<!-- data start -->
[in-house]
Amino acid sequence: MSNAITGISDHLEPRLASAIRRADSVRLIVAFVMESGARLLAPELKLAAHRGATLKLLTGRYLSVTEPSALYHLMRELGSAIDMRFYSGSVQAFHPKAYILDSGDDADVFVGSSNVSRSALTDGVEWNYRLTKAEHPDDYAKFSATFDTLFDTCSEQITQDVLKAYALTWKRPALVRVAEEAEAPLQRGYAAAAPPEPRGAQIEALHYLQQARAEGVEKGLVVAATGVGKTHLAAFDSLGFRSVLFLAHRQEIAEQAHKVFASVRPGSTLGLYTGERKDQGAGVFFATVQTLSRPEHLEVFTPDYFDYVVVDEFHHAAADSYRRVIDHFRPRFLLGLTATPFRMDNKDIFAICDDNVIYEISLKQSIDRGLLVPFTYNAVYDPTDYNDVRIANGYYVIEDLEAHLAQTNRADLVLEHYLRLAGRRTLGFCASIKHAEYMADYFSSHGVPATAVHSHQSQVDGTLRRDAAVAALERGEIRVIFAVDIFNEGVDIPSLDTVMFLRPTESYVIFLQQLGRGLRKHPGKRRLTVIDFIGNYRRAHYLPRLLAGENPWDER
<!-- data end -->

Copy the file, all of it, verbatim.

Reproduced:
[in-house]
Amino acid sequence: MSNAITGISDHLEPRLASAIRRADSVRLIVAFVMESGARLLAPELKLAAHRGATLKLLTGRYLSVTEPSALYHLMRELGSAIDMRFYSGSVQAFHPKAYILDSGDDADVFVGSSNVSRSALTDGVEWNYRLTKAEHPDDYAKFSATFDTLFDTCSEQITQDVLKAYALTWKRPALVRVAEEAEAPLQRGYAAAAPPEPRGAQIEALHYLQQARAEGVEKGLVVAATGVGKTHLAAFDSLGFRSVLFLAHRQEIAEQAHKVFASVRPGSTLGLYTGERKDQGAGVFFATVQTLSRPEHLEVFTPDYFDYVVVDEFHHAAADSYRRVIDHFRPRFLLGLTATPFRMDNKDIFAICDDNVIYEISLKQSIDRGLLVPFTYNAVYDPTDYNDVRIANGYYVIEDLEAHLAQTNRADLVLEHYLRLAGRRTLGFCASIKHAEYMADYFSSHGVPATAVHSHQSQVDGTLRRDAAVAALERGEIRVIFAVDIFNEGVDIPSLDTVMFLRPTESYVIFLQQLGRGLRKHPGKRRLTVIDFIGNYRRAHYLPRLLAGENPWDER